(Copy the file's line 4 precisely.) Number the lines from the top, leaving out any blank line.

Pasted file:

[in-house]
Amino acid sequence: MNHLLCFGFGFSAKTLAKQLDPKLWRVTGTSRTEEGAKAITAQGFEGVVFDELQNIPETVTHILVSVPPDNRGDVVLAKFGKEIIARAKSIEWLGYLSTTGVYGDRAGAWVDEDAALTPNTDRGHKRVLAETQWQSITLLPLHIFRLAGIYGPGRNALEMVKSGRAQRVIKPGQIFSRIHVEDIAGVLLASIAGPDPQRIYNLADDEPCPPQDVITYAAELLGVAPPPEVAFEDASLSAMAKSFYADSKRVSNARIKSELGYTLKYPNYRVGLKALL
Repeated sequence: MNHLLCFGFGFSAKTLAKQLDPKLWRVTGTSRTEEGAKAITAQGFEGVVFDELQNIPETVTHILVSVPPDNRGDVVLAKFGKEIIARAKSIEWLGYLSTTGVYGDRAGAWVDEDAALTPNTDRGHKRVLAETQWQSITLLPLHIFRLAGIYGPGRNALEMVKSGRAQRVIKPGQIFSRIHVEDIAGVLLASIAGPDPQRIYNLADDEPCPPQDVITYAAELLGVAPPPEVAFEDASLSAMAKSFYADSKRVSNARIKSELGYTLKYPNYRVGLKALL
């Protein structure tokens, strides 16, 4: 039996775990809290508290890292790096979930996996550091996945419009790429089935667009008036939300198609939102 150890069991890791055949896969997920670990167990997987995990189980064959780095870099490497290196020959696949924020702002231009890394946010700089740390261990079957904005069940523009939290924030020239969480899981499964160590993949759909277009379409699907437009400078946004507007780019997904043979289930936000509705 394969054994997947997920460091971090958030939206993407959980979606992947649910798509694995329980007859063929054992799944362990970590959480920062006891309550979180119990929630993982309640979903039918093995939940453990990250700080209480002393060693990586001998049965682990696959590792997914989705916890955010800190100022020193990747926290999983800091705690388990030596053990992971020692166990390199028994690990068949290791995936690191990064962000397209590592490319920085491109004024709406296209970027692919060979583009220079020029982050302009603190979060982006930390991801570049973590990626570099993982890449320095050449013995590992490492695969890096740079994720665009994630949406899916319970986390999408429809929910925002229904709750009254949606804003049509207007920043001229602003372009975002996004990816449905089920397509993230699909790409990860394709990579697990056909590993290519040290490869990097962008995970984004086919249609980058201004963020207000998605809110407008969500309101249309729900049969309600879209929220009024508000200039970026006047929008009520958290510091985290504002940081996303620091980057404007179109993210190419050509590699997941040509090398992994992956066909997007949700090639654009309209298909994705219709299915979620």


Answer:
């Protein structure tokens, strides 16, 4: 039996775990809290508290890292790096979930996996550091996945419009790429089935667009008036939300198609939102 150890069991890791055949896969997920670990167990997987995990189980064959780095870099490497290196020959696949924020702002231009890394946010700089740390261990079957904005069940523009939290924030020239969480899981499964160590993949759909277009379409699907437009400078946004507007780019997904043979289930936000509705 394969054994997947997920460091971090958030939206993407959980979606992947649910798509694995329980007859063929054992799944362990970590959480920062006891309550979180119990929630993982309640979903039918093995939940453990990250700080209480002393060693990586001998049965682990696959590792997914989705916890955010800190100022020193990747926290999983800091705690388990030596053990992971020692166990390199028994690990068949290791995936690191990064962000397209590592490319920085491109004024709406296209970027692919060979583009220079020029982050302009603190979060982006930390991801570049973590990626570099993982890449320095050449013995590992490492695969890096740079994720665009994630949406899916319970986390999408429809929910925002229904709750009254949606804003049509207007920043001229602003372009975002996004990816449905089920397509993230699909790409990860394709990579697990056909590993290519040290490869990097962008995970984004086919249609980058201004963020207000998605809110407008969500309101249309729900049969309600879209929220009024508000200039970026006047929008009520958290510091985290504002940081996303620091980057404007179109993210190419050509590699997941040509090398992994992956066909997007949700090639654009309209298909994705219709299915979620």